For those who don’t know, the great British Bake Off is a baking competition that is broadcasted in the UK once a year. It starts with 12 of the countries best bakers in the Bake off tent.
Each episode contains three challenges:
A signature bake, where the focus is on a unique version of a particular treat, with flavour, design and a perfect bake being essential.
The technical – a recipe is provided and all contestants make the same thing, but to perfection.
And finally, the showstopper. This is where everyone shows off their creative skills, and creates something that looks and tastes AMAZING!!!
Then at the end of the episode, the starbaker will be awarded,
and one contestant will leave.
OK, maybe I’m getting a little overexcited, but I’m not the only one! The first episode of this series was watched by over half of all TV viewers. So why is a programme about baking so popular?
For me, it goes back to my family. We would all watch the latest episode together, and it would be one of the few things we would all watch – five children are hard to simultaneously entertain, especially when interests range from painting and rom-coms to rollercoasters and horror films. We would all sit and debate who had made the best bread roll, or whose cupcake would be the hardest to make.
Part of the appeal is the pure simplicity, but also the skill shown. There’s no fake arguments, or heated fights and, best of all, no tacky romance. Instead, you can rest assured that the whole family will enjoy it. However, that doesn’t mean to say that it is lacking in the humour department.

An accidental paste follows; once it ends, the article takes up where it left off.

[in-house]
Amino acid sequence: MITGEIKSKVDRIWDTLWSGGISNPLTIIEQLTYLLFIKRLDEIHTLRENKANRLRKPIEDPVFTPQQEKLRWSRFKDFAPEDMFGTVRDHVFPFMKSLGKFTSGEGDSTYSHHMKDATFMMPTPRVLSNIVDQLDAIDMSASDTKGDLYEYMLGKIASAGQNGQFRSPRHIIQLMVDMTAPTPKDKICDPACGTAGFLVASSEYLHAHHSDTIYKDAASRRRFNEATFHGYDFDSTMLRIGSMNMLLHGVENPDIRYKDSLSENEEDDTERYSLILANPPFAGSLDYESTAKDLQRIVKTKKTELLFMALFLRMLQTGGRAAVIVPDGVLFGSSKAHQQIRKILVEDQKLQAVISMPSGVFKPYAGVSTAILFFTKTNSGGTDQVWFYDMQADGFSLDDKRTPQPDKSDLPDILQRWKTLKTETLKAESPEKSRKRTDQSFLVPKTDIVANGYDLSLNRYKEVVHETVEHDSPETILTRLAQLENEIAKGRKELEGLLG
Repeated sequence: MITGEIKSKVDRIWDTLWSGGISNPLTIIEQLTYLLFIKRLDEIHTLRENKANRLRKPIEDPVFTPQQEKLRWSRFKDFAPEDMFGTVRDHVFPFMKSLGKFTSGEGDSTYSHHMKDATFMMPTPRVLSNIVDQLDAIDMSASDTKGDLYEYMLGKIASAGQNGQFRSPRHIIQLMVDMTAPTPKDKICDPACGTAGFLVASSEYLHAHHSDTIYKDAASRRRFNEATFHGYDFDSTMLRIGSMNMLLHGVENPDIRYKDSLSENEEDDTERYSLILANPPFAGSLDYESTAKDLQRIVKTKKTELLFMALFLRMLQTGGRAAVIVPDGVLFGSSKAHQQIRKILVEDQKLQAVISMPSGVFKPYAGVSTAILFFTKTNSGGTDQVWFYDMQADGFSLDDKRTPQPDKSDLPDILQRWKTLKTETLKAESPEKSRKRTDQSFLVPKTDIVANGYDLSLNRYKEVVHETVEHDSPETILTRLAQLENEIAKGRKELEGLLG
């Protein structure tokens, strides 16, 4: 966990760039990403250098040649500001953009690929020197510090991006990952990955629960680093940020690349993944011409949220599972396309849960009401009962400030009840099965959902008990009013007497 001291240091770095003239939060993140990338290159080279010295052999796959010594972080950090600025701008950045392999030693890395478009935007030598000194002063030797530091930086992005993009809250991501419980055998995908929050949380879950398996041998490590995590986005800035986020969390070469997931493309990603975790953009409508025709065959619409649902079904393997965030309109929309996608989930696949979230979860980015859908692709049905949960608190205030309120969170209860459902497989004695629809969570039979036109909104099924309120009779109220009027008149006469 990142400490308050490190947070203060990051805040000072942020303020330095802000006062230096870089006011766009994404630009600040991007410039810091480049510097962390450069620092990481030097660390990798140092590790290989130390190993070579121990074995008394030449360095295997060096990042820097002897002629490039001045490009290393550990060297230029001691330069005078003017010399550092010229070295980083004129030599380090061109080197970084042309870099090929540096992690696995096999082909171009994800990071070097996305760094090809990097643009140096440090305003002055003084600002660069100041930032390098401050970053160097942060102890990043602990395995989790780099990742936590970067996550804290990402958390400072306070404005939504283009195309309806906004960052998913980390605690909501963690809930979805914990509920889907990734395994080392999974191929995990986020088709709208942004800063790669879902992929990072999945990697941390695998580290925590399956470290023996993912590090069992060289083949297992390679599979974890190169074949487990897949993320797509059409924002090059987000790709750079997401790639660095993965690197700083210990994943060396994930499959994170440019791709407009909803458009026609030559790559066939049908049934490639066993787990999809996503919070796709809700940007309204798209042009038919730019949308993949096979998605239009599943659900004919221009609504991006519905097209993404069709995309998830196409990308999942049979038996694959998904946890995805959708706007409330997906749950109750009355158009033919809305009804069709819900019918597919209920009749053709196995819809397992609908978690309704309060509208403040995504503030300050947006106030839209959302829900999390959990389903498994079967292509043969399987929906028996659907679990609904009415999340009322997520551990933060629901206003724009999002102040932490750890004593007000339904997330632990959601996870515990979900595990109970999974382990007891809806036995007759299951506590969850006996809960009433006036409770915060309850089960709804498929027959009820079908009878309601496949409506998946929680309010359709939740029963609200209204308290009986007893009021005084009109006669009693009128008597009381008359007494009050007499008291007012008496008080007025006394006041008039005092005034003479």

Enter Sue and Mel.
Presenters tend to annoy me. Not that I have much experience, books always beat TV, but on the rare occasion that I do was watch a programme, presenters seem to try far too hard to be likeable. However, the dynamics between the Bake Off duo only add to the enjoyment.
Not to mention there constant success with finding cake related jokes…
And tireless judge-mocking.
But at the end of the day, they support those going through stressful bakes – what! Cakes are very anxiety provoking things.
Each episode lasts an hour, long enough to leave you satisfied but not bored and the layout works well to spread out the best bits of the content.
Mary and Paul provide a constant stream of stone cold criticism, but still point out the good bits. Part of the fun is glaring at mean judges.
However, the real stars are the contestants. By the end of the first few episodes, you have a good feel for everyone and their strengths (and weaknesses).
Everyone has their favourites, and each contestant has their own area in which they excel.
You can catch the fourth episode this Wednesday at 8:00, but until then, here are some exciting moments of drama from past episodes.